Although many workplaces have become much more diverse over the past few decades, the vast majority of software engineering, cybersecurity, and other tech jobs are filled by men. However, a diverse workforce (especially in the IT industry) means a richer company culture, happier and more productive employees, and the ability to innovate products that appeal to all sectors of society.
While women are still very much under-represented in the tech industry, there has been a small but steady increase in the number of female technologists over the past years, according to AnitaB.org’s latest report, which is promising.
By the way, did you know that Bulgaria has the highest proportion of female ICT specialists in the EU?
A lot of progress has already been made in terms of diversity but unfortunately we still have a long way to go. With the help of ground-breaking, global organizations and initiatives that support the promotion of women in the workplace, females are being encouraged more than ever before to consider careers in STEM, and tech employers are being encouraged to employ women.
Here are just some of these organizations and initiatives:
WomenTech Network believes that women are just as (if not more so) competent as their male counterparts in the tech industry. They regularly arrange networking events and provide mentorship programs and opportunities for professional growth for female tech professionals throughout the world.
Women Who Code was started back in 2011 and initially served the organization’s local community. Today, WWCode has a whopping 230,000 members—software engineers, data scientists, solutions architects, and more—in 122 countries and shows no signs of slowing down. Joining Women Who Code will give you access to coding resources, a global community, and the WWCode job board.
Tech Ladies is a leading platform that provides women with information on up and coming positions in the tech industry and provides useful information on a wide range of tech companies.
Girls Who Code understands that careers in the tech industry still seems unattainable or unattractive to many young women. Their goal is to change this perception and to change the image of a programmer.
Women in AI provides support and mentorship to females in the field of AI. This popular organization is the first of its kind to support women in AI and boasts over 5,000 members in more than 100 countries. They have played a large role in promoting more diversity in their field.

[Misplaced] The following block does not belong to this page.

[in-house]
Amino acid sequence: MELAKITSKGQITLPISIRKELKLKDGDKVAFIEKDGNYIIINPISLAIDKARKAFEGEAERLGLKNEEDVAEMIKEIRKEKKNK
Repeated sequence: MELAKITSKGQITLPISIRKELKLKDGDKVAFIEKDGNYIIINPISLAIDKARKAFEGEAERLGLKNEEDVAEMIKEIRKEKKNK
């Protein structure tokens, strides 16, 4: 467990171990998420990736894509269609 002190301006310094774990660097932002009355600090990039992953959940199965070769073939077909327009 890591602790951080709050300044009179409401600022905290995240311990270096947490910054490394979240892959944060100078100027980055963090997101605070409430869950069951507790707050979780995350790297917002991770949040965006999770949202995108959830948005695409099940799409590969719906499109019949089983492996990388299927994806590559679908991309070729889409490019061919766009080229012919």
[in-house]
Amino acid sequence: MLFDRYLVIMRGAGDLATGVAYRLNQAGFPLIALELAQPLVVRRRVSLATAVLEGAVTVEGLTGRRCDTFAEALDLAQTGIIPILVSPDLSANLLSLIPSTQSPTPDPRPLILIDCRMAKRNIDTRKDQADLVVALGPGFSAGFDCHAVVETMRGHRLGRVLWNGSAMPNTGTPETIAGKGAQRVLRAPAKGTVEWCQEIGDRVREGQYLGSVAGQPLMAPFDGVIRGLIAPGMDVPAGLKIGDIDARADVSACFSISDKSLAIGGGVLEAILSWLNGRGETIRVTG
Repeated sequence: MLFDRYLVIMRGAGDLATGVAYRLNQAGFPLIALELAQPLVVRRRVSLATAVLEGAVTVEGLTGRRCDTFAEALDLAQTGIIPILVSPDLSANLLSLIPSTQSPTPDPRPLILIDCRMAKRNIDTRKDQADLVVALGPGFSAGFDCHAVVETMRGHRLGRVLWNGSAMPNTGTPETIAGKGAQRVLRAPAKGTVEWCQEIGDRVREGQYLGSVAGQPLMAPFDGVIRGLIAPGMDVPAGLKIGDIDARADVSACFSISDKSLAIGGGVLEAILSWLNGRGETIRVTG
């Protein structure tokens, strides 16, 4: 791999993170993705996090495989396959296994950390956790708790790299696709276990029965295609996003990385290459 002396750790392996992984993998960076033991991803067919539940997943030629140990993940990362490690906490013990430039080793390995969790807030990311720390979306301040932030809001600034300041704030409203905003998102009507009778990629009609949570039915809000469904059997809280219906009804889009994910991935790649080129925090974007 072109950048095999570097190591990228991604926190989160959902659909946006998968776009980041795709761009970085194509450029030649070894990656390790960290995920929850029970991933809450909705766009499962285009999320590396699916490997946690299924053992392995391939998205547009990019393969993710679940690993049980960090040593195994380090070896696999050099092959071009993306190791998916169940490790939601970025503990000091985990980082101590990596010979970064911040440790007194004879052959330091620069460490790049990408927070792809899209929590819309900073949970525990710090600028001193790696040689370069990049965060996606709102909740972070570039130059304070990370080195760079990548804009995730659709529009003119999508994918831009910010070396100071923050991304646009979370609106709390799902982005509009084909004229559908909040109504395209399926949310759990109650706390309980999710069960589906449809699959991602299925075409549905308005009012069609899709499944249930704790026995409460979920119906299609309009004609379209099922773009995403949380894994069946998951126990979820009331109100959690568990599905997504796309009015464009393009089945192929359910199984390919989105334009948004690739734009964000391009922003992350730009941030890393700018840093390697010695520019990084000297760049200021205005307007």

With more than 30 global chapters and over 12,000 community members, WiD is a non-profit international organization that exists to increase gender diversity in the field of data science and analytics.
If you are a female tech professional, joining Ascend is free of charge and will provide you with excellent support and information on how to excel in your field.
With members in more than 100 countries, Women in Tech is dedicated to closing the gender gap in the tech field. Their global reach means that they are able to support the education and training of women who wish to pursue tech careers.
Ada’s List was initially founded to provide a supportive and useful community for women in the tech field. Although they never dreamed that they would become as large as they are today (with over 7,500 members), they simply wanted to help women find great jobs, suppliers and vendors, in addition to providing great quality advice.
Whether you are a young, female tech professional or an experienced tech leader, PowerToFly has something for all women in the tech industry. They have many useful resources, information on new jobs and a community of like-minded professionals.
Elpha is a community of women professionals in the tech industry. On this platform, women can ask important questions, join their mentorship program, and encourage one another in a supportive environment.
Born in Helsinki, Rails Girls is nowadays a global movement designed to encourage more women and girls to get involved in coding. Since 2010, they have arranged hundreds of free Ruby on Rails workshops around the world.
With over 100 local Meetup groups, PyLadies is a global community for aspiring and experienced female developers who are passionate about the Python programming language.
Geek Girls Carrots is one of the biggest communities of women in tech. Established in Poland in 2011, this organization now operates all around the world. Through meetups, tech workshops, and other events, it is striving to bring more women into the tech workforce.
Like other initiatives and organizations mentioned in this list, Girls in Tech is working to eliminate the gender gap in tech. Since 2007, it has grown into a global community with more than 50 chapters and over 100,000 members around the globe. Programming and events vary by chapter based on local interests and needs. Membership is free.
Founded by Rachel Thomas and Facebook’s COO Sheryl Sandberg in 2013, LeanIn.org is a movement dedicated to helping women achieve their ambitions. One of its key initiatives—Lean In Circles—provides an opportunity for tens of thousands of women around the world to meet with peers, get/give peer mentorship, and sharpen their skills. Lean In’s partner network now boasts over 1,400 companies and organizations, including LinkedIn and Salesforce, who are publicly committed to gender equality.
With a few dozens of local communities in different countries, AnitaB.org is rightly considered one of the leading organizations for women in technology. All its events and programs are aimed at promoting diversity and helping women to achieve success in tech.